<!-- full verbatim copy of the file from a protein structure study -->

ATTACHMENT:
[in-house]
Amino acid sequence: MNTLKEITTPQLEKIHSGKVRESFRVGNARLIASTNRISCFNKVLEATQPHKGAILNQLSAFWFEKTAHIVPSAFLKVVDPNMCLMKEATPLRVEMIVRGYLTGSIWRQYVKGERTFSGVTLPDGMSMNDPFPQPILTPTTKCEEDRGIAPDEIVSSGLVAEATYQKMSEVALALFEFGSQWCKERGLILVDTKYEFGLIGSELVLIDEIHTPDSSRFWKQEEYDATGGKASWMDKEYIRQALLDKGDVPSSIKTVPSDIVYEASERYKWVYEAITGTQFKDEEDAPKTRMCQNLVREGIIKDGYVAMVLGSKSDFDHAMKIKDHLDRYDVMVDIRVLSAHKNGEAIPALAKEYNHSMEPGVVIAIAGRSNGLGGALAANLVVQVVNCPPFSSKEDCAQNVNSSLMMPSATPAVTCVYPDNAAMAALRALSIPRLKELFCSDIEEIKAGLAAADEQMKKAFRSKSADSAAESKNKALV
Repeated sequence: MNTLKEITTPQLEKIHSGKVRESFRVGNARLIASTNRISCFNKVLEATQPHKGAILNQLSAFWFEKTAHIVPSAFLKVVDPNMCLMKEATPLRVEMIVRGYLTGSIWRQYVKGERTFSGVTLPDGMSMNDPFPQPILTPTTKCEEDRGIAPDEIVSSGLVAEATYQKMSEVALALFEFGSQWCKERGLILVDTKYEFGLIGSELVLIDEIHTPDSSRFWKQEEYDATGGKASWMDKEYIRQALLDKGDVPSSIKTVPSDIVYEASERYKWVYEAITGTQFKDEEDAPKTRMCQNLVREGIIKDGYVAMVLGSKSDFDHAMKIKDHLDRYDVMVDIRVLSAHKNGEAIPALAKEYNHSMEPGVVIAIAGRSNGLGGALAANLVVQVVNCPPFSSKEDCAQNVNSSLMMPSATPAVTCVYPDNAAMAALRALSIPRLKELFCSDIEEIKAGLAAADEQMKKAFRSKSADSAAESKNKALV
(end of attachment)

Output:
[in-house]
Amino acid sequence: MNTLKEITTPQLEKIHSGKVRESFRVGNARLIASTNRISCFNKVLEATQPHKGAILNQLSAFWFEKTAHIVPSAFLKVVDPNMCLMKEATPLRVEMIVRGYLTGSIWRQYVKGERTFSGVTLPDGMSMNDPFPQPILTPTTKCEEDRGIAPDEIVSSGLVAEATYQKMSEVALALFEFGSQWCKERGLILVDTKYEFGLIGSELVLIDEIHTPDSSRFWKQEEYDATGGKASWMDKEYIRQALLDKGDVPSSIKTVPSDIVYEASERYKWVYEAITGTQFKDEEDAPKTRMCQNLVREGIIKDGYVAMVLGSKSDFDHAMKIKDHLDRYDVMVDIRVLSAHKNGEAIPALAKEYNHSMEPGVVIAIAGRSNGLGGALAANLVVQVVNCPPFSSKEDCAQNVNSSLMMPSATPAVTCVYPDNAAMAALRALSIPRLKELFCSDIEEIKAGLAAADEQMKKAFRSKSADSAAESKNKALV
Repeated sequence: MNTLKEITTPQLEKIHSGKVRESFRVGNARLIASTNRISCFNKVLEATQPHKGAILNQLSAFWFEKTAHIVPSAFLKVVDPNMCLMKEATPLRVEMIVRGYLTGSIWRQYVKGERTFSGVTLPDGMSMNDPFPQPILTPTTKCEEDRGIAPDEIVSSGLVAEATYQKMSEVALALFEFGSQWCKERGLILVDTKYEFGLIGSELVLIDEIHTPDSSRFWKQEEYDATGGKASWMDKEYIRQALLDKGDVPSSIKTVPSDIVYEASERYKWVYEAITGTQFKDEEDAPKTRMCQNLVREGIIKDGYVAMVLGSKSDFDHAMKIKDHLDRYDVMVDIRVLSAHKNGEAIPALAKEYNHSMEPGVVIAIAGRSNGLGGALAANLVVQVVNCPPFSSKEDCAQNVNSSLMMPSATPAVTCVYPDNAAMAALRALSIPRLKELFCSDIEEIKAGLAAADEQMKKAFRSKSADSAAESKNKALV